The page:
Fegan also defends the complaints process, arguing that it is based on complaint forms used in other sexual abuse and discrimination cases, including the $ 215 million settlement in the high-profile class action lawsuit against USC gynecologist George Tyndall.

Meanwhile, former Weinstein Co. employee Alexandra Canosa on Monday filed his own objection to the regulations. She alleges that there have been “several attempts to scare her into settling in” – including a “brutal” attempt by a member of the New York attorney general’s office during a interview on Skype.

Canosa alleges the deal is structured to penalize members of the group who do not settle down and rewards Weinstein at the expense of women who accuse him of abuse and harassment.

“Basic decency, fairness and justice would not allow a convicted rapist to receive sums of money to the detriment of his victims,” ​​writes lawyer Thomas P. Giuffra. “To punish unpaid claimants for failing to settle, HW and his brother will receive a defense fund of $ 1,500,000.00 taken from the sums that would otherwise have been paid to Ms. Canosa, Weidil David and Dominique Huett so that he could contest their claims. … This provision alone demonstrates what an unjust and despicable deal the Court is called upon to endorse. “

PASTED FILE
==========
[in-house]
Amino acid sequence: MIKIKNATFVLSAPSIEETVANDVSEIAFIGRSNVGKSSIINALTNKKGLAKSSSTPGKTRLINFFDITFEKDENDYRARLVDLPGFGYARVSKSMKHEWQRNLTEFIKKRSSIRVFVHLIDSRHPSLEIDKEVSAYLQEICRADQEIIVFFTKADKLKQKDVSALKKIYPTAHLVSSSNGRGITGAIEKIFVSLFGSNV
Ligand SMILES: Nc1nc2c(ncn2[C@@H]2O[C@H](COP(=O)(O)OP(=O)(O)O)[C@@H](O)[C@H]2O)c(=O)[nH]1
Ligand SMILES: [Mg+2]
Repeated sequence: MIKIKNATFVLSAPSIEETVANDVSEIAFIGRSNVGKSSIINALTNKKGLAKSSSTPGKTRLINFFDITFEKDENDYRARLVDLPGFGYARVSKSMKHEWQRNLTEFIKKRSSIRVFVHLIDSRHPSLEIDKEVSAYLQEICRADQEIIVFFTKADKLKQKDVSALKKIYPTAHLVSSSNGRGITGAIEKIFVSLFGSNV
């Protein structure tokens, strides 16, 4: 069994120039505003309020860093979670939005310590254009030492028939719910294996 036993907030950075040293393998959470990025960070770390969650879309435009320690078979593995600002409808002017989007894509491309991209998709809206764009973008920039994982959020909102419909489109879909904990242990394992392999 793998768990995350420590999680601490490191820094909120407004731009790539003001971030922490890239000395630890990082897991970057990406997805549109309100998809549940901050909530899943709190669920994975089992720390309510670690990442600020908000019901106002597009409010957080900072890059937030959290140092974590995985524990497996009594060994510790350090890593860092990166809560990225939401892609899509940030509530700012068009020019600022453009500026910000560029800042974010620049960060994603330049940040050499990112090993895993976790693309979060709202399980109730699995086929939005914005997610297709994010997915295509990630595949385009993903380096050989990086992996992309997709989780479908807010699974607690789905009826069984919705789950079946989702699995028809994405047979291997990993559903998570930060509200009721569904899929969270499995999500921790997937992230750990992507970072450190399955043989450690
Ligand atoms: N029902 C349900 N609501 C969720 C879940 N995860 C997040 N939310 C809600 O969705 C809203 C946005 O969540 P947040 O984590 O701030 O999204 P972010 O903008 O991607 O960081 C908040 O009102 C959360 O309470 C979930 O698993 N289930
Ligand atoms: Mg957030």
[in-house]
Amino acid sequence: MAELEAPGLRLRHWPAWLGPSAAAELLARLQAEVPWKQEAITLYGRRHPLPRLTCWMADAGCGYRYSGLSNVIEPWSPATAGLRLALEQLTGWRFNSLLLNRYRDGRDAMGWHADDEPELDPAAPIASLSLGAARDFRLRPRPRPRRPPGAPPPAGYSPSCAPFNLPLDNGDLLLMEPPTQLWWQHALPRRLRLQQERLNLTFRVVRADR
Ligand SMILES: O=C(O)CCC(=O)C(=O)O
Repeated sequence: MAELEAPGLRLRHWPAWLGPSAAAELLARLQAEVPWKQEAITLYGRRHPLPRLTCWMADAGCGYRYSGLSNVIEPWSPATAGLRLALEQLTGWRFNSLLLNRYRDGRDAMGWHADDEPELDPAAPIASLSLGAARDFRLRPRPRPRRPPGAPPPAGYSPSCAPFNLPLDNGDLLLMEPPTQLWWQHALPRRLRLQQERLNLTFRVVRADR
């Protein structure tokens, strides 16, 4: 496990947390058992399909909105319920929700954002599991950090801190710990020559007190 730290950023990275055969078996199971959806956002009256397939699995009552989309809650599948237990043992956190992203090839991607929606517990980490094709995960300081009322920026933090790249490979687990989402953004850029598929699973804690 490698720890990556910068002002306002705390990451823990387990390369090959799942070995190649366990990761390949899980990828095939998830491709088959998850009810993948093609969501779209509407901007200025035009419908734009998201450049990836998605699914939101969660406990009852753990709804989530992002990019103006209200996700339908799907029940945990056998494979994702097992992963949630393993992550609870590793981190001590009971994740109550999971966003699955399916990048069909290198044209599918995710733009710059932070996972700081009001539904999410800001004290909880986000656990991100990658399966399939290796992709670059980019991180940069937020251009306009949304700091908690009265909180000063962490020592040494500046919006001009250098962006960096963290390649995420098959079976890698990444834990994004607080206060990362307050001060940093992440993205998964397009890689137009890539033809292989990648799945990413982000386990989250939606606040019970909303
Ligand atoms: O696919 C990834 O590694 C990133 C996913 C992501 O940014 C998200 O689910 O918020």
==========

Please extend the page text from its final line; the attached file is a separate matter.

Canosa also notes that if the settlement is finalized, TWC – her former employer – will be dismissed in her lawsuit against Weinstein and she will be forced to accept a “paltry” $ 25,000 from the company. She also maintains that even though she accepts the settlement now, she is penalized $ 600,000 for not agreeing to settle earlier. Like Brock, Canosa takes issue with insurance companies footing the bill for settlement and attorney fees.